Almost all mutations are recessive. Over the last 70 years, many explanations of this striking pattern have been offered. The debate over which of these theories, if any, is correct became one of the longest and fiercest controversies in the history of evolutionary biology.
Perhaps the most famous-and contested-of these theories was offered by Fisher (1). Fisher argued that the dominance of wild-type alleles results from natural selection against recurrent mutations: although most mutations were originally semidominant, selection against their deleterious heterozygous effects gradually reduced their expression among heterozygotes until these mutations became nearly completely recessive. Fisher claimed that this decrease in dominance resulted from the accumulation of modifier alleles at other loci. Although Wright (2, 3) severely criticized this theory, showing that the selection pressure on dominance modification would only be of the order of the mutation rate, Fisher (4) maintained that extremely small selection coefficients were adequate if selection were exerted over a very long time.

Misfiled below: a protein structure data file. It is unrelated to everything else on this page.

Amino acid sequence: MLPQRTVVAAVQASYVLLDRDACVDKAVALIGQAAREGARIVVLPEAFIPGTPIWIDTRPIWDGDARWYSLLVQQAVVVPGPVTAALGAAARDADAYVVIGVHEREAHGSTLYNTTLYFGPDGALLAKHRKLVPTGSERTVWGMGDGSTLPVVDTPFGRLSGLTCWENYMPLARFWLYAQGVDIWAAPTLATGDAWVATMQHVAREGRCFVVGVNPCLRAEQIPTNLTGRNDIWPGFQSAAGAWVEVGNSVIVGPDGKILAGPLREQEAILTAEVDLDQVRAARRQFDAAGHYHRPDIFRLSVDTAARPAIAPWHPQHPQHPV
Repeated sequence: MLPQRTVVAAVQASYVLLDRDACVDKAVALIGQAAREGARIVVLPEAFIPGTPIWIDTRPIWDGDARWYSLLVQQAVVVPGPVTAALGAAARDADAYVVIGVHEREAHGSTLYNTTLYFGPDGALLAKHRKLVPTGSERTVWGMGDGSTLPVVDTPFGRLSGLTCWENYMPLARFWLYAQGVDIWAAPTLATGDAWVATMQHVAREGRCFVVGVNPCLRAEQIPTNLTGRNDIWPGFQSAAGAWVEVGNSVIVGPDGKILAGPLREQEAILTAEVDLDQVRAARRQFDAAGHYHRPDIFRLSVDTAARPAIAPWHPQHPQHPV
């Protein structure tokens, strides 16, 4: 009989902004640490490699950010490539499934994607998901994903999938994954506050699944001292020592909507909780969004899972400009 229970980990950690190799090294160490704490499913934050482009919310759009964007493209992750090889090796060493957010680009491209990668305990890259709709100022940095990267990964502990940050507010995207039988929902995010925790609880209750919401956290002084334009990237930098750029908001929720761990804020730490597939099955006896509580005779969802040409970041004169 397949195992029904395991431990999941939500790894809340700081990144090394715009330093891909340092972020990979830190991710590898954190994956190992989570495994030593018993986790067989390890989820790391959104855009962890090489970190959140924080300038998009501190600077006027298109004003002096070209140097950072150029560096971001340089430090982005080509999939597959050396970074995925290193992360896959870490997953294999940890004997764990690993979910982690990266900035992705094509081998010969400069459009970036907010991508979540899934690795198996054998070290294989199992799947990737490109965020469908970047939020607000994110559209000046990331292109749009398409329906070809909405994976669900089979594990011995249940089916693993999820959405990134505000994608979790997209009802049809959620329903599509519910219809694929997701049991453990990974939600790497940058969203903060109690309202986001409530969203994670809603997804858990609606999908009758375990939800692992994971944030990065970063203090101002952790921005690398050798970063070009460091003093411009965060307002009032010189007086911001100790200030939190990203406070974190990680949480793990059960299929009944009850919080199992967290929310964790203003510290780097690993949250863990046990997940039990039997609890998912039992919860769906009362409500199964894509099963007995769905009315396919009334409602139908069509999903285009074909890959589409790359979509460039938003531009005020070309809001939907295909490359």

Wright (2, 3), on the other hand, argued that dominance follows from the physiology ofgene action. Wright suggested that there were simple metabolic reasons to expect a curve of diminishing returns relating phenotype to genotype. If most wild-type alleles have very high enzyme activities, then having one allele will increase flux through some metabolic pathway from zero to a substantial level, while adding a second allele will cause a negligible increase in flux. Obviously, then, organisms will enjoy a margin of safety against loss-of-activity mutations: flux through mutant heterozygoteswill roughly equal that through wild-type homozygotes.
As a result, most mutations will appear recessive. Regardless of whether the high activity of wild-type enzymes results from selection to withstand environmental fluctuations, as Wright, Plunkett (5), and Muller (6) suggested, or is simply an inevitable consequence of metabolism, as Kacser and Burns (7) have suggested, this physiological theory of dominance differs profoundly from Fisher’s: it does not invoke modification of heterozygotes by natural selection.
Few tests of these theories have been performed. Indeed, the strongest evidence against Fisher’s theory is a statistical pattern noted by Charlesworth (8): although Fisher’s theory predicts no correlation between the homozygous effect of a mutation on fitness (s) and its dominance coefficient (h), s and h show a strong inverse correlation. Here I perform a direct test of Fisher’s theory of dominance by examining the dominance of mutations in a normally haploid eukaryote, the unicellular alga Chlamydomonas reinhardtii. The results falsify the notion that dominance results from modification of heterozygotes by natural selection.